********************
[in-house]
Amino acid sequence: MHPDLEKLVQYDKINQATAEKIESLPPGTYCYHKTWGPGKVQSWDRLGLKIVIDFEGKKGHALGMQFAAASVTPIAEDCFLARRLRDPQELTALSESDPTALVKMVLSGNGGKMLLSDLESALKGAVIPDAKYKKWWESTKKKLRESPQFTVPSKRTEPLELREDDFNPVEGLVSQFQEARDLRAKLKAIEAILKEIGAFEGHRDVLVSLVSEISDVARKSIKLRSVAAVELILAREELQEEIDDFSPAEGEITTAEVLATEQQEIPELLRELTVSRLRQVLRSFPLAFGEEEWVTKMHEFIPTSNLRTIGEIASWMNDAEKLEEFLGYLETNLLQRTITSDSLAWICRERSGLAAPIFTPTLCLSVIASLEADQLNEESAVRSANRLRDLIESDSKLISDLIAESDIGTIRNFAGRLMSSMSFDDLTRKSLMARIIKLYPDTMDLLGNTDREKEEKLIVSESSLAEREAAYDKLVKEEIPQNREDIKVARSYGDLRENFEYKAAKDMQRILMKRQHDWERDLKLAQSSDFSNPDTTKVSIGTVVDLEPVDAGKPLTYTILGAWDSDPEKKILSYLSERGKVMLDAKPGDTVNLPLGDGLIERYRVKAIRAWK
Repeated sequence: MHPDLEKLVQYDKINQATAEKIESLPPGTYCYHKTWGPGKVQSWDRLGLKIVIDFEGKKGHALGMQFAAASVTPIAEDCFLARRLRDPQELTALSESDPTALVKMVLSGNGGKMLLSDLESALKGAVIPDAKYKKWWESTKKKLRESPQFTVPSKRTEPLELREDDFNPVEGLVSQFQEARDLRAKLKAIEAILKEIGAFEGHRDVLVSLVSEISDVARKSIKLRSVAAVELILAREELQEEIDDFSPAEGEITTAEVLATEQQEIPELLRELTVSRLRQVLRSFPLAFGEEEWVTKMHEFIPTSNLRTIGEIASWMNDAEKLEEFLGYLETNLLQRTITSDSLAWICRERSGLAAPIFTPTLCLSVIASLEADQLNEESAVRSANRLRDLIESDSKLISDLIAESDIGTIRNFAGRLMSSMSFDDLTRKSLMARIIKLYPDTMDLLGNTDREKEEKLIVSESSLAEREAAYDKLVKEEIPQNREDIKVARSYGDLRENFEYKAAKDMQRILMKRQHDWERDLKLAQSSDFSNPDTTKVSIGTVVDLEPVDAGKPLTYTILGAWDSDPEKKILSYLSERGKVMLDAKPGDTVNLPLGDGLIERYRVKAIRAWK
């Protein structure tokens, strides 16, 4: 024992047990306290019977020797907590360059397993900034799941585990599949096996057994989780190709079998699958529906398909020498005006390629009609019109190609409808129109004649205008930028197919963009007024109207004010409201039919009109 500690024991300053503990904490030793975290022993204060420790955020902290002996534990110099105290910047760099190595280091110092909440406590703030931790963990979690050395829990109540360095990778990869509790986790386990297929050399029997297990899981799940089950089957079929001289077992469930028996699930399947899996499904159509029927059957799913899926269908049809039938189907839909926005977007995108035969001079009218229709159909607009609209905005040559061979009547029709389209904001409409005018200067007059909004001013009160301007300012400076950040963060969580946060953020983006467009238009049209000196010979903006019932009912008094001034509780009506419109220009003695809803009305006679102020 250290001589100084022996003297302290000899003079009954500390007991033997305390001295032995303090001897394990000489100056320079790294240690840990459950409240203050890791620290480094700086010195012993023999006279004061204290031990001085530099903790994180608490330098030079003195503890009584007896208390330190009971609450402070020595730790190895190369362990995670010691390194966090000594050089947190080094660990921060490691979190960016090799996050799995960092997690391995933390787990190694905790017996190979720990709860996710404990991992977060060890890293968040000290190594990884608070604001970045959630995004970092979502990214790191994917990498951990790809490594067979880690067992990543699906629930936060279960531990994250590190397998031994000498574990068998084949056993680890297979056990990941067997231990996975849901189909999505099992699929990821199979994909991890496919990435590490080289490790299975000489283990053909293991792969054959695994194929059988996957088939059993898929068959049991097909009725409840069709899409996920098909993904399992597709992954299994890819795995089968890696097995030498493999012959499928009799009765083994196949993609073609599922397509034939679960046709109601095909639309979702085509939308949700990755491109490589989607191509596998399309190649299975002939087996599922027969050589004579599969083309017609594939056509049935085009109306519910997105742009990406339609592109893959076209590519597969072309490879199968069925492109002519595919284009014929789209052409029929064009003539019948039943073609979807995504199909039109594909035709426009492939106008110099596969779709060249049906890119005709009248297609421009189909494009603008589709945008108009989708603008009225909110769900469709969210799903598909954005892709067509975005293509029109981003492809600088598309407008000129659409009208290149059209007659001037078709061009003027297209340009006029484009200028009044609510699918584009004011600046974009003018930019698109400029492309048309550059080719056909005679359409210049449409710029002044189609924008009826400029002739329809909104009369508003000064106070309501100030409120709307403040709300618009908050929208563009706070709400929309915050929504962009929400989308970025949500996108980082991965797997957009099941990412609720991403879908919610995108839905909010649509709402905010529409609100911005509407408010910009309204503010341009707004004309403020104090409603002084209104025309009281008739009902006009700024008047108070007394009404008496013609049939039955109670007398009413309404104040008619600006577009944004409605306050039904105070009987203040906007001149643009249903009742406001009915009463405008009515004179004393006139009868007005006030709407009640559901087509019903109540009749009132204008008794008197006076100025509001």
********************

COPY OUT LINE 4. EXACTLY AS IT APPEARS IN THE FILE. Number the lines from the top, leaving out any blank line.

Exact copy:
């Protein structure tokens, strides 16, 4: 024992047990306290019977020797907590360059397993900034799941585990599949096996057994989780190709079998699958529906398909020498005006390629009609019109190609409808129109004649205008930028197919963009007024109207004010409201039919009109 500690024991300053503990904490030793975290022993204060420790955020902290002996534990110099105290910047760099190595280091110092909440406590703030931790963990979690050395829990109540360095990778990869509790986790386990297929050399029997297990899981799940089950089957079929001289077992469930028996699930399947899996499904159509029927059957799913899926269908049809039938189907839909926005977007995108035969001079009218229709159909607009609209905005040559061979009547029709389209904001409409005018200067007059909004001013009160301007300012400076950040963060969580946060953020983006467009238009049209000196010979903006019932009912008094001034509780009506419109220009003695809803009305006679102020 250290001589100084022996003297302290000899003079009954500390007991033997305390001295032995303090001897394990000489100056320079790294240690840990459950409240203050890791620290480094700086010195012993023999006279004061204290031990001085530099903790994180608490330098030079003195503890009584007896208390330190009971609450402070020595730790190895190369362990995670010691390194966090000594050089947190080094660990921060490691979190960016090799996050799995960092997690391995933390787990190694905790017996190979720990709860996710404990991992977060060890890293968040000290190594990884608070604001970045959630995004970092979502990214790191994917990498951990790809490594067979880690067992990543699906629930936060279960531990994250590190397998031994000498574990068998084949056993680890297979056990990941067997231990996975849901189909999505099992699929990821199979994909991890496919990435590490080289490790299975000489283990053909293991792969054959695994194929059988996957088939059993898929068959049991097909009725409840069709899409996920098909993904399992597709992954299994890819795995089968890696097995030498493999012959499928009799009765083994196949993609073609599922397509034939679960046709109601095909639309979702085509939308949700990755491109490589989607191509596998399309190649299975002939087996599922027969050589004579599969083309017609594939056509049935085009109306519910997105742009990406339609592109893959076209590519597969072309490879199968069925492109002519595919284009014929789209052409029929064009003539019948039943073609979807995504199909039109594909035709426009492939106008110099596969779709060249049906890119005709009248297609421009189909494009603008589709945008108009989708603008009225909110769900469709969210799903598909954005892709067509975005293509029109981003492809600088598309407008000129659409009208290149059209007659001037078709061009003027297209340009006029484009200028009044609510699918584009004011600046974009003018930019698109400029492309048309550059080719056909005679359409210049449409710029002044189609924008009826400029002739329809909104009369508003000064106070309501100030409120709307403040709300618009908050929208563009706070709400929309915050929504962009929400989308970025949500996108980082991965797997957009099941990412609720991403879908919610995108839905909010649509709402905010529409609100911005509407408010910009309204503010341009707004004309403020104090409603002084209104025309009281008739009902006009700024008047108070007394009404008496013609049939039955109670007398009413309404104040008619600006577009944004409605306050039904105070009987203040906007001149643009249903009742406001009915009463405008009515004179004393006139009868007005006030709407009640559901087509019903109540009749009132204008008794008197006076100025509001």